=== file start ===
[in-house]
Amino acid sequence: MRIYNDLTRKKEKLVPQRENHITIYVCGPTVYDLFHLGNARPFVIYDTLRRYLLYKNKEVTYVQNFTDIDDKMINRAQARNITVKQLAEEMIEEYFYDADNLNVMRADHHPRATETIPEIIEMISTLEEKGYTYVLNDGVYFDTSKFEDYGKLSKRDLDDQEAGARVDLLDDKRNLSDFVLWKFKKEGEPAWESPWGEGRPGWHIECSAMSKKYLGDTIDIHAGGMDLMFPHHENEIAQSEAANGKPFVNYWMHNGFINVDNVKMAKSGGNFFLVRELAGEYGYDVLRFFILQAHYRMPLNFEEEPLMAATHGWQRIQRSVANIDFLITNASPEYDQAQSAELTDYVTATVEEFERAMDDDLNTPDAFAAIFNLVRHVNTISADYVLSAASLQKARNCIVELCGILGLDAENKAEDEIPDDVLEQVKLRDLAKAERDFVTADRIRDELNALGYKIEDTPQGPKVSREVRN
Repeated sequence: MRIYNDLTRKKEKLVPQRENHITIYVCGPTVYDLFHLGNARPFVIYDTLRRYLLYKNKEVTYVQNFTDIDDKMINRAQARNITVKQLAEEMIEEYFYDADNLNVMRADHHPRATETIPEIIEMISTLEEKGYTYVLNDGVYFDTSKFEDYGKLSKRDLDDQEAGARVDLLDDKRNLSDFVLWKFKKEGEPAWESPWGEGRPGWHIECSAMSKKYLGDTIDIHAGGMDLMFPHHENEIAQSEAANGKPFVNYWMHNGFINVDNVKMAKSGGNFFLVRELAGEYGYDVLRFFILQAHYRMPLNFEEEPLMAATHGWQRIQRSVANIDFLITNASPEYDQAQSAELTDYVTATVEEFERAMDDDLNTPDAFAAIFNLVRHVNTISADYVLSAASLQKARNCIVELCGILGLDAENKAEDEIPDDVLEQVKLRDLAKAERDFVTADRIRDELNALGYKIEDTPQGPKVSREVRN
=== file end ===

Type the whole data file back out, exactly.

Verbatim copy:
[in-house]
Amino acid sequence: MRIYNDLTRKKEKLVPQRENHITIYVCGPTVYDLFHLGNARPFVIYDTLRRYLLYKNKEVTYVQNFTDIDDKMINRAQARNITVKQLAEEMIEEYFYDADNLNVMRADHHPRATETIPEIIEMISTLEEKGYTYVLNDGVYFDTSKFEDYGKLSKRDLDDQEAGARVDLLDDKRNLSDFVLWKFKKEGEPAWESPWGEGRPGWHIECSAMSKKYLGDTIDIHAGGMDLMFPHHENEIAQSEAANGKPFVNYWMHNGFINVDNVKMAKSGGNFFLVRELAGEYGYDVLRFFILQAHYRMPLNFEEEPLMAATHGWQRIQRSVANIDFLITNASPEYDQAQSAELTDYVTATVEEFERAMDDDLNTPDAFAAIFNLVRHVNTISADYVLSAASLQKARNCIVELCGILGLDAENKAEDEIPDDVLEQVKLRDLAKAERDFVTADRIRDELNALGYKIEDTPQGPKVSREVRN
Repeated sequence: MRIYNDLTRKKEKLVPQRENHITIYVCGPTVYDLFHLGNARPFVIYDTLRRYLLYKNKEVTYVQNFTDIDDKMINRAQARNITVKQLAEEMIEEYFYDADNLNVMRADHHPRATETIPEIIEMISTLEEKGYTYVLNDGVYFDTSKFEDYGKLSKRDLDDQEAGARVDLLDDKRNLSDFVLWKFKKEGEPAWESPWGEGRPGWHIECSAMSKKYLGDTIDIHAGGMDLMFPHHENEIAQSEAANGKPFVNYWMHNGFINVDNVKMAKSGGNFFLVRELAGEYGYDVLRFFILQAHYRMPLNFEEEPLMAATHGWQRIQRSVANIDFLITNASPEYDQAQSAELTDYVTATVEEFERAMDDDLNTPDAFAAIFNLVRHVNTISADYVLSAASLQKARNCIVELCGILGLDAENKAEDEIPDDVLEQVKLRDLAKAERDFVTADRIRDELNALGYKIEDTPQGPKVSREVRN